"You are almost one of us," it said, then turned and slowly moved along the porch and down the steps and right back into the shadows. The darkness, thick as a wall, thinned and split, and absorbed my visitor; then the shadows rustled away in all directions like startled bats. I heard a dry, crackling leaf sound amongst the trees.


My God, I thought. There had been a crowd of them.


Out there.








And one of them had spoken to me.




Lying in bed later that night I held up my hand and found that what intrigued me most were not the fingers, but the darkness between them. It was a thin darkness, made weak by light, but it was darkness and it seemed more a part of me than the flesh.


I turned and looked at my sleeping wife.


I said, "I am one of them. Almost."




I remember all this as I sit in my chair and the storm rages outside, blowing snow and swirling little twirls of water that in turn become ice. I remember all this, holding up my hand again to look.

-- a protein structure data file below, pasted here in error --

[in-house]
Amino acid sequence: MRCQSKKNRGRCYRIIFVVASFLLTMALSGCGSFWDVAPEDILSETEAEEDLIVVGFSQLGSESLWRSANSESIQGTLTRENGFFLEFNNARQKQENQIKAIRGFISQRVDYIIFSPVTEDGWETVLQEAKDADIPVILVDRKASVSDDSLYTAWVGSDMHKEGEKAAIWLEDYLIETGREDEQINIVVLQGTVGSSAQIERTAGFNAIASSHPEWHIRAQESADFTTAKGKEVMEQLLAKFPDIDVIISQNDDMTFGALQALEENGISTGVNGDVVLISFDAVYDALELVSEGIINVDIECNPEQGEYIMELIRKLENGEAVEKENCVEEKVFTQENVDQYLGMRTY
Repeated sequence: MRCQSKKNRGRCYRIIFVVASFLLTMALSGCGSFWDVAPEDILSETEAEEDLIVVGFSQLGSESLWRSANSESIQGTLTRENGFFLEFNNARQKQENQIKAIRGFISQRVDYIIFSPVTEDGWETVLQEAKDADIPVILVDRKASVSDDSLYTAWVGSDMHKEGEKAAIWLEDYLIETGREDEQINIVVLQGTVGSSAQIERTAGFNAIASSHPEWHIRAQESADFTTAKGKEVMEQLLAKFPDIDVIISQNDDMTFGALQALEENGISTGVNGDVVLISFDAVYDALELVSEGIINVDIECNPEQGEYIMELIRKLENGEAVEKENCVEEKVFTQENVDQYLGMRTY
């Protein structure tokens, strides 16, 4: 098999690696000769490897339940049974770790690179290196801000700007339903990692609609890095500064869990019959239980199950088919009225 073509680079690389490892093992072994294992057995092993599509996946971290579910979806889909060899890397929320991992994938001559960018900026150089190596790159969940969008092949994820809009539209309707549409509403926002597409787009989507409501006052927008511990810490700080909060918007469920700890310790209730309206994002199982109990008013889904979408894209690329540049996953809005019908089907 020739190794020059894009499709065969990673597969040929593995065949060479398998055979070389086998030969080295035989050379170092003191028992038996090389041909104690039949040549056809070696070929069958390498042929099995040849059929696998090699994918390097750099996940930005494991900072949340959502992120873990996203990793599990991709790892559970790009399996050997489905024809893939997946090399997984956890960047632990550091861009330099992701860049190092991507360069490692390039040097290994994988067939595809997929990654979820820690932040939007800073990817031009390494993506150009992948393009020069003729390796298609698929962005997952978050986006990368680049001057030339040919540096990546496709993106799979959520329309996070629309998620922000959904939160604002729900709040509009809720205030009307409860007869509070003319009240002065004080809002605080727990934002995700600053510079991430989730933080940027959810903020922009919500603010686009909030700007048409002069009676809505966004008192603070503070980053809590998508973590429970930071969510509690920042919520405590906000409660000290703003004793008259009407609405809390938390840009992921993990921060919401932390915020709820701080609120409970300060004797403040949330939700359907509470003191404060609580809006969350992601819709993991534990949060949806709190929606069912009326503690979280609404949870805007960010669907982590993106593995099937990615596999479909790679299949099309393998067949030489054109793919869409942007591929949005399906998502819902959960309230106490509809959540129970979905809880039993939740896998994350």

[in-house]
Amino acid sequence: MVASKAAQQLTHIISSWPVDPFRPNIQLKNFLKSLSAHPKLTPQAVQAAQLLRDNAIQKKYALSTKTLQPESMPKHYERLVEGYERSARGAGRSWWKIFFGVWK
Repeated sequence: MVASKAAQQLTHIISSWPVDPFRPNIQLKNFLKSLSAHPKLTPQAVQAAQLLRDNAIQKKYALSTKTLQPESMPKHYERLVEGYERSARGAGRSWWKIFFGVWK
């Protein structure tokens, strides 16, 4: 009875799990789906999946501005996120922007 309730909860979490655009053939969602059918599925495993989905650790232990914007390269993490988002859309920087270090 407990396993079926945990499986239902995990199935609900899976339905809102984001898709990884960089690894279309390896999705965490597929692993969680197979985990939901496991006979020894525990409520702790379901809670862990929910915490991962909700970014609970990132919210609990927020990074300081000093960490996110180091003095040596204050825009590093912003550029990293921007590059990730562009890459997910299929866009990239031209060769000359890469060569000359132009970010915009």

The shadows between my fingers are no longer thin.


They are dark.


They have connection to flesh.


They are me.




Four flashes. Four snaps.


The deed is done.


I wait in the chair by the window.


No one comes.


As I suspected.


The shadows were right.


You see, they come to me nightly now. They never enter the house. Perhaps they cannot.


But out on the porch, there they gather. More than one, now. And they flutter tight around me and I can smell them, and it is a smell like nothing I have smelled before. It is dark and empty and mildewed and old and dead and dry.